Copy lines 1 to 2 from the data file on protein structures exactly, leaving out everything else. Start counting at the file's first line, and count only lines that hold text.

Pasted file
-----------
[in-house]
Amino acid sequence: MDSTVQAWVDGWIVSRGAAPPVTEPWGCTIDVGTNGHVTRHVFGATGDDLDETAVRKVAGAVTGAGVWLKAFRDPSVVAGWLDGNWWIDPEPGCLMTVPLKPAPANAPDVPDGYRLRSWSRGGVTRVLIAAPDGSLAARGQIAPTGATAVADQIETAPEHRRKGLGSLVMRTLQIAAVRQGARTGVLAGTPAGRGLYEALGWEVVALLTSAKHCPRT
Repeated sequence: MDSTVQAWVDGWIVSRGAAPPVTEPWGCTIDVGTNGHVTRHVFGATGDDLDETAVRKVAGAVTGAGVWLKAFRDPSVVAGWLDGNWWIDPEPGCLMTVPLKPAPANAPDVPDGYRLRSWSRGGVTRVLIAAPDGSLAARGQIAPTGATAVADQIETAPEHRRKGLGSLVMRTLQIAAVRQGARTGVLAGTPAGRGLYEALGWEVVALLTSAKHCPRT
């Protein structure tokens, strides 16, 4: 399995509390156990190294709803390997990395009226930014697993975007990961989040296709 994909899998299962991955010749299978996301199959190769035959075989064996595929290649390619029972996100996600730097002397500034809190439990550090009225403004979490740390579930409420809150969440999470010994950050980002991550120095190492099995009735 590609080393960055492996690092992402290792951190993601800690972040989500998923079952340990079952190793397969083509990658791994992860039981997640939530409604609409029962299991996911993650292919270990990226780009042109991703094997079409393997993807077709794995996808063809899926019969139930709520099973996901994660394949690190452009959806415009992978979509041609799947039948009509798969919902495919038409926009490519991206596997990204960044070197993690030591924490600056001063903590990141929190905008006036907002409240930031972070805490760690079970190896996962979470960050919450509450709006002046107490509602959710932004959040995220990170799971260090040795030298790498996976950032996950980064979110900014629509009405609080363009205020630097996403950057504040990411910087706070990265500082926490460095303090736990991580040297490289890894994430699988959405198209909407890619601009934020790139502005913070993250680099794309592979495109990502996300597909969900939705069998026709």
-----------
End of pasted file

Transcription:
[in-house]
Amino acid sequence: MDSTVQAWVDGWIVSRGAAPPVTEPWGCTIDVGTNGHVTRHVFGATGDDLDETAVRKVAGAVTGAGVWLKAFRDPSVVAGWLDGNWWIDPEPGCLMTVPLKPAPANAPDVPDGYRLRSWSRGGVTRVLIAAPDGSLAARGQIAPTGATAVADQIETAPEHRRKGLGSLVMRTLQIAAVRQGARTGVLAGTPAGRGLYEALGWEVVALLTSAKHCPRT